As I mentioned in yesterday’s update, all the big finance bills, often referred to as “ominibus” budget bills have been passed by both the House and Senate. There remain major differences to be worked out between the majority leadership in the House, Senate and the governor’s office. The deadline for that happening was yesterday – Monday, May 6.
Those talks hit a snag last night primarily around the House and governor’s proposed $12 billion in new tax and fee increases over the next four years.
Senate Majority Leader Gazelka at the conclusion of last night’s negotiations commented that neither the House leadership, nor the governor’s team, were willing to drop even one cent of the proposed $12 billion in new tax and fee increases.
Here is a look at just two major funding differences linked to the proposed massive tax increases:
The governor/House both propose a 20 cent gas tax increase and significantly increase annual license tab fees. They would divert about $450 million of funds raised by the 20 cent gas tax hike to replace $450 million of current statutorily dedicated road and bridge funding generated by the sales taxes we already pay on tires, batteries and auto repairs.
The Senate approach does not raise the gas tax and continues to dedicate sales tax dollars on auto parts and repairs to roads and bridges. With a strong economy and a billion-dollar budget surplus, roads and bridges can be properly funded without raising the gas tax.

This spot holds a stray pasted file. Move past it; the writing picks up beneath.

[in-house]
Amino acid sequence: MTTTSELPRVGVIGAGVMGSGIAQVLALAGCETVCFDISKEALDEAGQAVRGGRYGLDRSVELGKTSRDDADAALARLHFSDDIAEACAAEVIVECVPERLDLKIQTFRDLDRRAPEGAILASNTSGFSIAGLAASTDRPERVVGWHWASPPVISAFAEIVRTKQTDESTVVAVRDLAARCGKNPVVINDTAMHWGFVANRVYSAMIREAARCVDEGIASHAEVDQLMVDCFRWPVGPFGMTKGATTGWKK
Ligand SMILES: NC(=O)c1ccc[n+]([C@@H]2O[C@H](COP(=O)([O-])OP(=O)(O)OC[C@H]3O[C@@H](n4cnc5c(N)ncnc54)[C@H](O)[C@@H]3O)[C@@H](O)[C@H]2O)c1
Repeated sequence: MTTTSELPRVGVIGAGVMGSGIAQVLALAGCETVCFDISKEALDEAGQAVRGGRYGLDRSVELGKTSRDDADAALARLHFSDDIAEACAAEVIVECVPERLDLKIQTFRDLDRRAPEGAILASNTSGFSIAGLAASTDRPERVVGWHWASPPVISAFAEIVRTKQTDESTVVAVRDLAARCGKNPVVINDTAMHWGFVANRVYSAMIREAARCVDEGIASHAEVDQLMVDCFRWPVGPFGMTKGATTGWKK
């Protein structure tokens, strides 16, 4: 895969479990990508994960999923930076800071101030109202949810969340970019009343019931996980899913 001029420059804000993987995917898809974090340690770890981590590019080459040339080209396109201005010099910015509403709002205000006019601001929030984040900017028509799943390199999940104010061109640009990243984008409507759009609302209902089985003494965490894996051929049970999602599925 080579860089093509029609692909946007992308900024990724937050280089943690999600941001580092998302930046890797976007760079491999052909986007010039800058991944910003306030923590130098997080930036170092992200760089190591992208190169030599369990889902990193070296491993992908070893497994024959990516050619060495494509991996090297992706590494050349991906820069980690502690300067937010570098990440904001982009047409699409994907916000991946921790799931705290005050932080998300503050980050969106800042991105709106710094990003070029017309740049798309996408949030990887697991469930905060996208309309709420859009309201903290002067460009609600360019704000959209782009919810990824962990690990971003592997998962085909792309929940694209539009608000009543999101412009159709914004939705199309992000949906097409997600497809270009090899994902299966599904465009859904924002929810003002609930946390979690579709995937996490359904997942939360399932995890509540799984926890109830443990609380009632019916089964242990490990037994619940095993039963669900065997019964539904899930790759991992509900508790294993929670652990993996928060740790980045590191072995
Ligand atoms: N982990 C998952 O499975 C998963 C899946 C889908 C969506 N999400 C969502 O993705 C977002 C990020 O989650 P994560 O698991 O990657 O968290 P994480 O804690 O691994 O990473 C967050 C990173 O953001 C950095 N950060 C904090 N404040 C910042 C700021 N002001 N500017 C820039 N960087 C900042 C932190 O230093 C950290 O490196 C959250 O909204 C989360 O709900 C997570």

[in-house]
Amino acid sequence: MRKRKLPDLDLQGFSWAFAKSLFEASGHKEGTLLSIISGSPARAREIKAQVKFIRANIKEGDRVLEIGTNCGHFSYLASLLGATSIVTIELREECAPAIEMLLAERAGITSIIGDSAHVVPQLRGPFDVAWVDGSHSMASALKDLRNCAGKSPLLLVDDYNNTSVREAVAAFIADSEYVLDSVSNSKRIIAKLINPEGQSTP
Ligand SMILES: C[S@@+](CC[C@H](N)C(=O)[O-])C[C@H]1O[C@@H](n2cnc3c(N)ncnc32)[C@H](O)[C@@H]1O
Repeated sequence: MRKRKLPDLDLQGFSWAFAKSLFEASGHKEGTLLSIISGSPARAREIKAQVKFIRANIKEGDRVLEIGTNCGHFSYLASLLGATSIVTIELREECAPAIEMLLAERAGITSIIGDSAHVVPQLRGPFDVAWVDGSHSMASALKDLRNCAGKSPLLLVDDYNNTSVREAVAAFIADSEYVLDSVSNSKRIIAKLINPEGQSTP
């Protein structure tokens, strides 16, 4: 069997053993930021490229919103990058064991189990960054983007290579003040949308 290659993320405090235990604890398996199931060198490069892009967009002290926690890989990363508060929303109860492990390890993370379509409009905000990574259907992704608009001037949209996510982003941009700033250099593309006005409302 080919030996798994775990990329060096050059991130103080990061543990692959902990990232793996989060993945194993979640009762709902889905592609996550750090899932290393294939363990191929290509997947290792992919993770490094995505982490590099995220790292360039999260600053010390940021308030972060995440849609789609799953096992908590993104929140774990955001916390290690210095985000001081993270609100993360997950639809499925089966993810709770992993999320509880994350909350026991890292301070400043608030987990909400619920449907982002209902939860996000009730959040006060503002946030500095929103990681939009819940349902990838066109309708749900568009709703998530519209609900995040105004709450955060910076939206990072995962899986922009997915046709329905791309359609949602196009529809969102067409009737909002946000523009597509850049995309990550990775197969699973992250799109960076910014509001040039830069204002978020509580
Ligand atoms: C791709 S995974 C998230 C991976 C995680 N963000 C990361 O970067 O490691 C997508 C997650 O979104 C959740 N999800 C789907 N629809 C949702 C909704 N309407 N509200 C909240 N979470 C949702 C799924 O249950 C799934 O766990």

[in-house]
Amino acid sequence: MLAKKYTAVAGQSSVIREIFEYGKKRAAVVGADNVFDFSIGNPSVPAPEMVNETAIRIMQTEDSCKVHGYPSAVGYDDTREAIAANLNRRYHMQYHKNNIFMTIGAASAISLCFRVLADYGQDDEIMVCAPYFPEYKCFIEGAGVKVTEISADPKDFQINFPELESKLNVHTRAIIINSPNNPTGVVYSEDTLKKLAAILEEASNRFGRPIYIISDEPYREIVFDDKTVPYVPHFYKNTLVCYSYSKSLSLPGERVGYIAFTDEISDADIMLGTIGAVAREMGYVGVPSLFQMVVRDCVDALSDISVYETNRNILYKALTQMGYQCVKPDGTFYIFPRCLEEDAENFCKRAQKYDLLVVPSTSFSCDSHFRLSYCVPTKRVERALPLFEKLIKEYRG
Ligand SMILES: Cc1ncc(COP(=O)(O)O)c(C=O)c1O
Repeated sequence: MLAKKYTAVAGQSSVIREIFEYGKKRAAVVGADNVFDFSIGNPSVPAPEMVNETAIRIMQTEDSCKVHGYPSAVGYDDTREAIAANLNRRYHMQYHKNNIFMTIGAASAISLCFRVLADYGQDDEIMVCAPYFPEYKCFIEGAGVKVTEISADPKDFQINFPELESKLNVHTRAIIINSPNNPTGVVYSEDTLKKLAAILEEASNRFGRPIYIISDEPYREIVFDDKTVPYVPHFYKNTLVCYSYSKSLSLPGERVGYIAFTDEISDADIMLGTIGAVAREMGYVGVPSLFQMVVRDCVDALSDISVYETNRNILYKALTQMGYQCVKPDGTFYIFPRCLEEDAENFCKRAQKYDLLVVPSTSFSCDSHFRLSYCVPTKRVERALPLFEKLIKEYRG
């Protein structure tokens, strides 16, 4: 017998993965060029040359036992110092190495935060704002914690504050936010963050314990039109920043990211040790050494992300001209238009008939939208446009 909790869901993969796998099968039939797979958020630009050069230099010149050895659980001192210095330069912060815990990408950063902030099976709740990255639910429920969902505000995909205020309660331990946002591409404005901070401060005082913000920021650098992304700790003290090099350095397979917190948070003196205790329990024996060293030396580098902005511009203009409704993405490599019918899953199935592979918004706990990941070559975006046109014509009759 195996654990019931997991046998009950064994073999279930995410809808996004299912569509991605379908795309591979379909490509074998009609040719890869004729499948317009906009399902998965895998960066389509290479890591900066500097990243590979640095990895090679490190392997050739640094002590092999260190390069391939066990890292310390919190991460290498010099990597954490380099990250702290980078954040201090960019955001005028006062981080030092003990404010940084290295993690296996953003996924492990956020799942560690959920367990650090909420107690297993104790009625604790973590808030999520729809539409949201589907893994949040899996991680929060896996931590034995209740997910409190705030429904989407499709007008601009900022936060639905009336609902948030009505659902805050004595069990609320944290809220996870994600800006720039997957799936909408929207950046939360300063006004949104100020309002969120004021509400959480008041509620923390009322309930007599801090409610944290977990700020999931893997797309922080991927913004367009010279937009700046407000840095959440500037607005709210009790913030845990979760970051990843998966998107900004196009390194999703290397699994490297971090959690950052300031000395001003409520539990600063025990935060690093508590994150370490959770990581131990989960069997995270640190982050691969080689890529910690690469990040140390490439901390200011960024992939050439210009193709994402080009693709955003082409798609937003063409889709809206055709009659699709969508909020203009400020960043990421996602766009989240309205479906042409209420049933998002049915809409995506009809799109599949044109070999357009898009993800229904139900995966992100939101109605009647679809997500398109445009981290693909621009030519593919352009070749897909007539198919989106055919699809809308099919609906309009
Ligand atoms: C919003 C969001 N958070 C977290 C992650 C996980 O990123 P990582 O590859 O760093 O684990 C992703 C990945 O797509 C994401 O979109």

The House/governor would take the $450 million they rob from current roads and bridges and spend that on other parts of the budget such as education. If the $450 million cut to current transportation funding is dropped, then the House/governor’s proposed increase in education spending could be about $463 million and the Senate is proposing a $228 million increase in education spending.
There appears to be room to work on closing the gap between $463 million and $228 million in proposed new education spending, provided robbing $450 million in dedicated transportation funding is dropped.
We have 13 days left before we reach the Legislature’s constitutionally mandated adjournment. That is enough time to get a good state budget in place, provided we stop defaulting to a massive increase in taxes as the solution.
I will keep you updated as we continue to work on reaching an agreement.